[The next two posts discuss some of my technical notes from two video projects I completed this summer â€” one professional, one personal. If these are too far off the beaten path for your tastes, please check back in next week.]
My first video project this summer was a montage celebrating the fortieth anniversary of a local camp. This was complicated. No video existed from the 1970s. I thought, initially, to interweave older photos and newer video but, instead, went strictly with photography.
This was also challenging. There is only so much you can do with still photos. You can cross fade them. You can apply filters. You can edit them to music. You can go the Animoto route. You can go the Ken Burns route. But those techniques do very little to enrich the content. Ken Burns enriches his photos, for instance, with research, narration, and editing. Without those, the motion across the screen would grow tiresome.
I took a familiar path. Several years ago I posted a photo montage that exists somewhere between 2D and 3D. The technique is straightforward.
You take as many photos of the scene as you need plates (or layers). You keep your camera in manual mode so that when you move subjects out of the way (to get an unobstructed shot of the background) the aperture doesn’t change.
In this case, I wanted a layer for each of the brothers and the background. You use the pen tool in Photoshop to cut out each plate from the background and then import the composited file (with three total layers, in this case) into Adobe AfterEffects where you tell your computer, this layer is closer to the camera, this one is farther away, here’s how to move the 3D camera around the scene. Once you outline your scenes, it’s only a question of how much free time you have for the digital carving.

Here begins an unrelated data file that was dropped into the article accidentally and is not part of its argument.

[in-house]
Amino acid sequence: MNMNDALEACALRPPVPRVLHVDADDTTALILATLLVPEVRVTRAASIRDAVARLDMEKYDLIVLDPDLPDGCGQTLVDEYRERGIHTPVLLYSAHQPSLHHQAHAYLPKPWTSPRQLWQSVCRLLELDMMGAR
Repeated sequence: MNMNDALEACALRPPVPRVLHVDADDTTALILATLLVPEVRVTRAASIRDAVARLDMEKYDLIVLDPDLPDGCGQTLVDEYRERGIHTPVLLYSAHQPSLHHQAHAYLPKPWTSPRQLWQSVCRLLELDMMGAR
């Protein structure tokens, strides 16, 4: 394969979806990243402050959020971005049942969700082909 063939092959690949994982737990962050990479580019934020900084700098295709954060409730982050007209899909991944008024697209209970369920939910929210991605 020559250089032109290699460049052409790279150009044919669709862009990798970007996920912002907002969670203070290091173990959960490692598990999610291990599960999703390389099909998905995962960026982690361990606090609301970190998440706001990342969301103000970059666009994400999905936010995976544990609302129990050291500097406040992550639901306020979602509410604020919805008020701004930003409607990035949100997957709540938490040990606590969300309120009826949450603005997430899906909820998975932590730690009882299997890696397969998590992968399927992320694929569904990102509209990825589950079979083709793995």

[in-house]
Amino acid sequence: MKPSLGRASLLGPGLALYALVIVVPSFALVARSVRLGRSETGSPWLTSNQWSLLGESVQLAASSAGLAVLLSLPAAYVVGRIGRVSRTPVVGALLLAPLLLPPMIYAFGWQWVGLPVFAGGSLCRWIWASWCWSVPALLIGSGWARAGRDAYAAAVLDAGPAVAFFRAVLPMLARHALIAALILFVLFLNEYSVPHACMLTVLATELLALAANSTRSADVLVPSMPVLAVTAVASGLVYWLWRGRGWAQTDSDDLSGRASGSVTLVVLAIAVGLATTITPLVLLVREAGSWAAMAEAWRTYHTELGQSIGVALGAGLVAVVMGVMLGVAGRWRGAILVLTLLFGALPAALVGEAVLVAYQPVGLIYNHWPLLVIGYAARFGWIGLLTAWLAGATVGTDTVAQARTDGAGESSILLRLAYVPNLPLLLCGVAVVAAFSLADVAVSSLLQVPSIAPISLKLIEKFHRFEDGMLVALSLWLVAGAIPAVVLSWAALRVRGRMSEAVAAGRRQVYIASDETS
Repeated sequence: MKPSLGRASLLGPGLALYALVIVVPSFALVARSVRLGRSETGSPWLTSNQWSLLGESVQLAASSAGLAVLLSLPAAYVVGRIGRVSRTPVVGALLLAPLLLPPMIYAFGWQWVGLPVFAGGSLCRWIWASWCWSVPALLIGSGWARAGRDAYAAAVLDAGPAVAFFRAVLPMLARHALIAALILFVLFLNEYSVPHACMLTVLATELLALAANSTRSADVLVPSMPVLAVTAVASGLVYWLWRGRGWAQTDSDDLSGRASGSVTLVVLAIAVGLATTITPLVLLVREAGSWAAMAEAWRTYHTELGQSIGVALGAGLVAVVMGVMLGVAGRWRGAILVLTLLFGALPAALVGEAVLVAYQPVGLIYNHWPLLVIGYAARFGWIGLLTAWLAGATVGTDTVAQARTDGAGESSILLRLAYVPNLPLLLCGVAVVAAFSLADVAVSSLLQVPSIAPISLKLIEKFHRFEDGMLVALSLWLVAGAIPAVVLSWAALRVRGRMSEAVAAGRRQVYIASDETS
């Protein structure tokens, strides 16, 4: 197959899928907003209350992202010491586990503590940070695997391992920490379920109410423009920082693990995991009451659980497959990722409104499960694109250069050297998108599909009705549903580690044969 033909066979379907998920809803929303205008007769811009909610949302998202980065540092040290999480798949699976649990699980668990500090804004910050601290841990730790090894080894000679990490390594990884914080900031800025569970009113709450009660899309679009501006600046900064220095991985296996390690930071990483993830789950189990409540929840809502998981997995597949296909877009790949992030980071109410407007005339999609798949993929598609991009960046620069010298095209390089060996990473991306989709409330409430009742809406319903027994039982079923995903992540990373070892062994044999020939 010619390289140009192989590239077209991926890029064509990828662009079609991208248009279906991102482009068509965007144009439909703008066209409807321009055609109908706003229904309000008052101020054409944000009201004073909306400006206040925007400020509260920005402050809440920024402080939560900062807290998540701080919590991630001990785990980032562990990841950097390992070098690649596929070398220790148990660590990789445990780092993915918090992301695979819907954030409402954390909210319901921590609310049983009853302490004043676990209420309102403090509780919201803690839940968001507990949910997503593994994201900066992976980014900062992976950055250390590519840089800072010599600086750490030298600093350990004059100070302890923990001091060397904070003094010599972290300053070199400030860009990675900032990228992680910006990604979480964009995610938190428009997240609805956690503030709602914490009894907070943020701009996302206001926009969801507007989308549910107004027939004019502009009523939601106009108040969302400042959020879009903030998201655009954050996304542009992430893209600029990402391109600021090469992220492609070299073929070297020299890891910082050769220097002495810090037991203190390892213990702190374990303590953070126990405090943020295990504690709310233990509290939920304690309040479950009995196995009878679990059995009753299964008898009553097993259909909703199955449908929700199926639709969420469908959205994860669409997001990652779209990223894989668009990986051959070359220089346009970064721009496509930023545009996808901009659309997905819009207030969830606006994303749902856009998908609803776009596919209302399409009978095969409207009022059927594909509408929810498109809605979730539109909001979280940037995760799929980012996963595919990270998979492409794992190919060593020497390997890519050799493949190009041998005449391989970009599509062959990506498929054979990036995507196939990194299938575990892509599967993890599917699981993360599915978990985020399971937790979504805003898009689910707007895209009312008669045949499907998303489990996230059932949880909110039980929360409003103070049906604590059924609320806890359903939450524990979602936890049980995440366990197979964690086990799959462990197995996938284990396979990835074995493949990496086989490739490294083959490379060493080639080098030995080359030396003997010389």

This project was different. I couldn’t go back in time to shoot the two brothers separate from each other and from the background. I spent four hours scanning slides from the 1970s. After I masked the subject from the photo there was … nothing. Just white space. I had to guess at and then recreate the background.
So I got cozy with the clone tool, which is exceptionally easy to use poorly. As often as I could, I set myself up with subjects standing in front of solid colors or simple textures, which are easy to clone.
These two were especially difficult. The sandy ridge behind the campers is almost entirely fake. If you look closely at the pool photo, you’ll notice I had to clone an onlooker’s entire face.
I thought sand would be easier to clone but the light fell across it unevenly and had me pulling out tufts of hair trying to compensate. Stay away from sand.
It’s difficult to stretch a single technique across an entire film. It gets tired. So I waited to deploy that one until the bridge of the audio track kicked in. Beforehand and afterwards, I went for a ghostly, melancholy vibe with subjects drawn into the campground at the start and then drawn out at the end.
Which, again, required a lot of digital carving.